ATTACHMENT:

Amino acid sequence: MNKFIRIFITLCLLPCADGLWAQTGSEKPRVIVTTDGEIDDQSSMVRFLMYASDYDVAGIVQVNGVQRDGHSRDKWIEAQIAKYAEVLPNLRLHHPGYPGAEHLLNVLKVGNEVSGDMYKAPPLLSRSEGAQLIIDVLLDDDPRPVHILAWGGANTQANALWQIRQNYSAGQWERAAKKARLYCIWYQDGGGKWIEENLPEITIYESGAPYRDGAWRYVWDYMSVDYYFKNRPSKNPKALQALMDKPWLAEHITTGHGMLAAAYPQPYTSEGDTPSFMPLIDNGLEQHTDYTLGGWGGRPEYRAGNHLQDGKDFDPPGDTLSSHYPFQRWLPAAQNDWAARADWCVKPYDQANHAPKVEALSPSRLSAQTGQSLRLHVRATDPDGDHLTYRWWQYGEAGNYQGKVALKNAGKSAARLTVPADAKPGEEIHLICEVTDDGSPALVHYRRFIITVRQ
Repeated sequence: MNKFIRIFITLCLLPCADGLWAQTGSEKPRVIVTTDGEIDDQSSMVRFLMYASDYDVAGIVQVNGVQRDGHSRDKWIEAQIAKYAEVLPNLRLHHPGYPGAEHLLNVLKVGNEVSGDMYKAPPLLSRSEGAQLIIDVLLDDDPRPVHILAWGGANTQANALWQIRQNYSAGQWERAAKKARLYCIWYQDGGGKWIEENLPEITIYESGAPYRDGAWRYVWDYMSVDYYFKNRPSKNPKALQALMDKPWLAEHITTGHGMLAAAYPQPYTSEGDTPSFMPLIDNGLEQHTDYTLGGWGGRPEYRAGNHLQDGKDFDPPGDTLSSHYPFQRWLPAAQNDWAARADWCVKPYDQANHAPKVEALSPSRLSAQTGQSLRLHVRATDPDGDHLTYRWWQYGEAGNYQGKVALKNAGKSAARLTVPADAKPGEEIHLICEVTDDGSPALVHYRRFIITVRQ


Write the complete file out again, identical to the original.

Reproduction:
Amino acid sequence: MNKFIRIFITLCLLPCADGLWAQTGSEKPRVIVTTDGEIDDQSSMVRFLMYASDYDVAGIVQVNGVQRDGHSRDKWIEAQIAKYAEVLPNLRLHHPGYPGAEHLLNVLKVGNEVSGDMYKAPPLLSRSEGAQLIIDVLLDDDPRPVHILAWGGANTQANALWQIRQNYSAGQWERAAKKARLYCIWYQDGGGKWIEENLPEITIYESGAPYRDGAWRYVWDYMSVDYYFKNRPSKNPKALQALMDKPWLAEHITTGHGMLAAAYPQPYTSEGDTPSFMPLIDNGLEQHTDYTLGGWGGRPEYRAGNHLQDGKDFDPPGDTLSSHYPFQRWLPAAQNDWAARADWCVKPYDQANHAPKVEALSPSRLSAQTGQSLRLHVRATDPDGDHLTYRWWQYGEAGNYQGKVALKNAGKSAARLTVPADAKPGEEIHLICEVTDDGSPALVHYRRFIITVRQ
Repeated sequence: MNKFIRIFITLCLLPCADGLWAQTGSEKPRVIVTTDGEIDDQSSMVRFLMYASDYDVAGIVQVNGVQRDGHSRDKWIEAQIAKYAEVLPNLRLHHPGYPGAEHLLNVLKVGNEVSGDMYKAPPLLSRSEGAQLIIDVLLDDDPRPVHILAWGGANTQANALWQIRQNYSAGQWERAAKKARLYCIWYQDGGGKWIEENLPEITIYESGAPYRDGAWRYVWDYMSVDYYFKNRPSKNPKALQALMDKPWLAEHITTGHGMLAAAYPQPYTSEGDTPSFMPLIDNGLEQHTDYTLGGWGGRPEYRAGNHLQDGKDFDPPGDTLSSHYPFQRWLPAAQNDWAARADWCVKPYDQANHAPKVEALSPSRLSAQTGQSLRLHVRATDPDGDHLTYRWWQYGEAGNYQGKVALKNAGKSAARLTVPADAKPGEEIHLICEVTDDGSPALVHYRRFIITVRQ